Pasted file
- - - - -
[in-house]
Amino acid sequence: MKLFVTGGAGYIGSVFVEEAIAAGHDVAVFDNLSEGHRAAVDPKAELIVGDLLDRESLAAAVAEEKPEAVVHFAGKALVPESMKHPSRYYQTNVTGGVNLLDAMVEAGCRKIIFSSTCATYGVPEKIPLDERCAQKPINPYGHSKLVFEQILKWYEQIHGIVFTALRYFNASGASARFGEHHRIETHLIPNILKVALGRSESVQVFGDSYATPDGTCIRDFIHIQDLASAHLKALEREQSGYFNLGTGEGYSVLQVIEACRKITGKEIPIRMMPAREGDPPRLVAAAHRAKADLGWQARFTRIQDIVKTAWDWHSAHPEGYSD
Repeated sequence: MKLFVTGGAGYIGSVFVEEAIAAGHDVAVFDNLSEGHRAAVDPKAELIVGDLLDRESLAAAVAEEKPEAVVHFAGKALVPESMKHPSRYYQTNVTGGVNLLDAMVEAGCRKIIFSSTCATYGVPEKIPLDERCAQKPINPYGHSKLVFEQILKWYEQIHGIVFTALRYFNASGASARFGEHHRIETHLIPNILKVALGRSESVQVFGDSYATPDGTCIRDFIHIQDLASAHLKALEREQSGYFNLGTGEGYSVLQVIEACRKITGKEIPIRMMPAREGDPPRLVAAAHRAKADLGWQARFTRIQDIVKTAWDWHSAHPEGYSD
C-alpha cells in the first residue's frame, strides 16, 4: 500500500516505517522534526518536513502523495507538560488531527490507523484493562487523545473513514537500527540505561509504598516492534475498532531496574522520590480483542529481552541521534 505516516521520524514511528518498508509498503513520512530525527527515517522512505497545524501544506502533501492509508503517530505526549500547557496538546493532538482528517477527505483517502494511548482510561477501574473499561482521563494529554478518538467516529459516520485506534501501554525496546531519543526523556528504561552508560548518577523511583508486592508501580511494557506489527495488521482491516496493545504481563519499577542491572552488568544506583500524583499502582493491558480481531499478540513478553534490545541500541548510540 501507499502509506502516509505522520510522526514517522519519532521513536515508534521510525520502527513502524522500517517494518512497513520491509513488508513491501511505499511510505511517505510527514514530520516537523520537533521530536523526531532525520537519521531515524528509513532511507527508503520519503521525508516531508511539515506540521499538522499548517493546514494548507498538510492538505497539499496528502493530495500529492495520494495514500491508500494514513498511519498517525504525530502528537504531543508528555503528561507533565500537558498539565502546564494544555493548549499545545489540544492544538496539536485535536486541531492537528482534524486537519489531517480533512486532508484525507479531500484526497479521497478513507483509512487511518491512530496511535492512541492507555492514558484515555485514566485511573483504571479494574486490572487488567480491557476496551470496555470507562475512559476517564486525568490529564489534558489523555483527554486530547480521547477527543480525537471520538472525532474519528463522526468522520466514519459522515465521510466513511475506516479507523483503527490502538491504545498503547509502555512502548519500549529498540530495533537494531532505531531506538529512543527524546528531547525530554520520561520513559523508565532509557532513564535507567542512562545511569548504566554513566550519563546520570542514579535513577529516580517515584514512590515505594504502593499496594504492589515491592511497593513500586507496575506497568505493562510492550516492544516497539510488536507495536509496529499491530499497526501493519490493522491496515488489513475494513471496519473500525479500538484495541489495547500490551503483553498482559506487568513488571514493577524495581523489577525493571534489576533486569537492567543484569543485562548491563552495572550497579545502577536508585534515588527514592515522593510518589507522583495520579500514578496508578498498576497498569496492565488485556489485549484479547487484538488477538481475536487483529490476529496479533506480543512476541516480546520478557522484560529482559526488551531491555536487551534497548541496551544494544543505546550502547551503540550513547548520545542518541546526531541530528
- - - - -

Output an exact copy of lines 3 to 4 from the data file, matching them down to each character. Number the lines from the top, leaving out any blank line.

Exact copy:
Repeated sequence: MKLFVTGGAGYIGSVFVEEAIAAGHDVAVFDNLSEGHRAAVDPKAELIVGDLLDRESLAAAVAEEKPEAVVHFAGKALVPESMKHPSRYYQTNVTGGVNLLDAMVEAGCRKIIFSSTCATYGVPEKIPLDERCAQKPINPYGHSKLVFEQILKWYEQIHGIVFTALRYFNASGASARFGEHHRIETHLIPNILKVALGRSESVQVFGDSYATPDGTCIRDFIHIQDLASAHLKALEREQSGYFNLGTGEGYSVLQVIEACRKITGKEIPIRMMPAREGDPPRLVAAAHRAKADLGWQARFTRIQDIVKTAWDWHSAHPEGYSD
C-alpha cells in the first residue's frame, strides 16, 4: 500500500516505517522534526518536513502523495507538560488531527490507523484493562487523545473513514537500527540505561509504598516492534475498532531496574522520590480483542529481552541521534 505516516521520524514511528518498508509498503513520512530525527527515517522512505497545524501544506502533501492509508503517530505526549500547557496538546493532538482528517477527505483517502494511548482510561477501574473499561482521563494529554478518538467516529459516520485506534501501554525496546531519543526523556528504561552508560548518577523511583508486592508501580511494557506489527495488521482491516496493545504481563519499577542491572552488568544506583500524583499502582493491558480481531499478540513478553534490545541500541548510540 501507499502509506502516509505522520510522526514517522519519532521513536515508534521510525520502527513502524522500517517494518512497513520491509513488508513491501511505499511510505511517505510527514514530520516537523520537533521530536523526531532525520537519521531515524528509513532511507527508503520519503521525508516531508511539515506540521499538522499548517493546514494548507498538510492538505497539499496528502493530495500529492495520494495514500491508500494514513498511519498517525504525530502528537504531543508528555503528561507533565500537558498539565502546564494544555493548549499545545489540544492544538496539536485535536486541531492537528482534524486537519489531517480533512486532508484525507479531500484526497479521497478513507483509512487511518491512530496511535492512541492507555492514558484515555485514566485511573483504571479494574486490572487488567480491557476496551470496555470507562475512559476517564486525568490529564489534558489523555483527554486530547480521547477527543480525537471520538472525532474519528463522526468522520466514519459522515465521510466513511475506516479507523483503527490502538491504545498503547509502555512502548519500549529498540530495533537494531532505531531506538529512543527524546528531547525530554520520561520513559523508565532509557532513564535507567542512562545511569548504566554513566550519563546520570542514579535513577529516580517515584514512590515505594504502593499496594504492589515491592511497593513500586507496575506497568505493562510492550516492544516497539510488536507495536509496529499491530499497526501493519490493522491496515488489513475494513471496519473500525479500538484495541489495547500490551503483553498482559506487568513488571514493577524495581523489577525493571534489576533486569537492567543484569543485562548491563552495572550497579545502577536508585534515588527514592515522593510518589507522583495520579500514578496508578498498576497498569496492565488485556489485549484479547487484538488477538481475536487483529490476529496479533506480543512476541516480546520478557522484560529482559526488551531491555536487551534497548541496551544494544543505546550502547551503540550513547548520545542518541546526531541530528